And then when you defeat this group of enemies, you will be attacked again. It gets almost wacky, those repetitive occasions where you kill a group of necromorphs, start listening to a voice note you just found, only for another group of necromorphs to suddenly arrive and start slicing through you.
I understand that the goal is to build up pressure on the player, and thus increase the horror and the feeling of a desperate attempt at survival. But it has the opposite effect. The more you kill something, the less each individual feels it has the potential to harm you. As Isaac repeatedly and successfully kills Necromorphs, sometimes by the dozens or more, he also begins to feel invulnerable. As such, there is no possible threat to its survival, and therefore, no horror.
The Callisto protocol also does this. In later levels, and especially after amassing the game’s entire arsenal of weapons, Jacob Lee becomes fully capable of killing multiple Biophages at once without suffering a bruise. But in its early days, when you just got out of the jail cell, armed only with a metal pipe and the first tiny gun, Callisto is a master class in horror games combat.
Part of it is the dodge system. Although the entrances and mechanics of this one are basic, just having the player actively try to evade an enemy’s attacks makes that enemy much more threatening – if you’re not careful and try to kill that thing like you’re the one with the most power, you’ll die.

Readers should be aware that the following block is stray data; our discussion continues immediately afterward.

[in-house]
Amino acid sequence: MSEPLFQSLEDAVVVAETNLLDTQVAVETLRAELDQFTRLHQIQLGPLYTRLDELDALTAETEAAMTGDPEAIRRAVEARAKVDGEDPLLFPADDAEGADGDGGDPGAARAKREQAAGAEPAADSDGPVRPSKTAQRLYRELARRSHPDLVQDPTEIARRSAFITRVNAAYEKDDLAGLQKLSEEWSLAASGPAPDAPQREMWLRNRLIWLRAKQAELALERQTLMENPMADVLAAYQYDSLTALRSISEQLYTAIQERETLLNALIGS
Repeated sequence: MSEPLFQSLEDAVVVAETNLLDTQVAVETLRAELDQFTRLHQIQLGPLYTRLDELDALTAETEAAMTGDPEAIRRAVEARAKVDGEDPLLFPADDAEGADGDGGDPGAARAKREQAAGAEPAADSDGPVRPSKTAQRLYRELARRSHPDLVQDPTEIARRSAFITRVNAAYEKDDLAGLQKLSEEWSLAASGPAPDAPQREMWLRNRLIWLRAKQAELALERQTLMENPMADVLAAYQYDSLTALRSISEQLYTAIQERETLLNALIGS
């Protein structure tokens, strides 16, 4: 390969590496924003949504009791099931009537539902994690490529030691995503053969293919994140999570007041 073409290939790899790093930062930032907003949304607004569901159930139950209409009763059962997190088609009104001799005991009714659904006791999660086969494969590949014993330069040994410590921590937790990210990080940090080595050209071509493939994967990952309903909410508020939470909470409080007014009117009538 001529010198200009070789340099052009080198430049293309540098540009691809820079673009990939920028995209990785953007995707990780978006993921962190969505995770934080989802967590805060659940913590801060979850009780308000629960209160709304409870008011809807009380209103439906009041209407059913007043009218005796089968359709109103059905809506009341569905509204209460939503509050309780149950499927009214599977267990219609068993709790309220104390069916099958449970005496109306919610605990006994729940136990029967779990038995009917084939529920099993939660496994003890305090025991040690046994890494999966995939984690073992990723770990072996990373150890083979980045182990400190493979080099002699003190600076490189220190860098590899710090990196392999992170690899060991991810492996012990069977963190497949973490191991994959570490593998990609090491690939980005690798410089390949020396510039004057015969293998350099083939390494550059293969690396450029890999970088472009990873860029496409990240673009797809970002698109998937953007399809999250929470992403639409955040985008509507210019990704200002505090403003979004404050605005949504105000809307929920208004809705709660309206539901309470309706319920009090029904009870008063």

The dodge system also introduces an element of physicality and sweat. As you dodge and launch your counterattacks, you can see and hear Jacob working hard to stay alive. Combined with the rawness of his weapons (I wish Jacob hadn’t traded in the metal pipe for that stupid stun rod), it makes every battle in The Callisto Protocol a ferocious, near-death experience.
But that’s only half. What’s more important is how the Callisto Protocol – again, at least in the early levels – sparingly deploys its enemies and monsters. For the first two hours, if you’re fighting, it’s with one, maybe two Biophages at a time. Not only does it let you enjoy this kind of breathless, rambling melee combat, but it gives each enemy a sense of importance. When you’ve had to struggle, when you’ve had to think and react and really brawl just to take down a monster, that monster becomes a much more touching presence.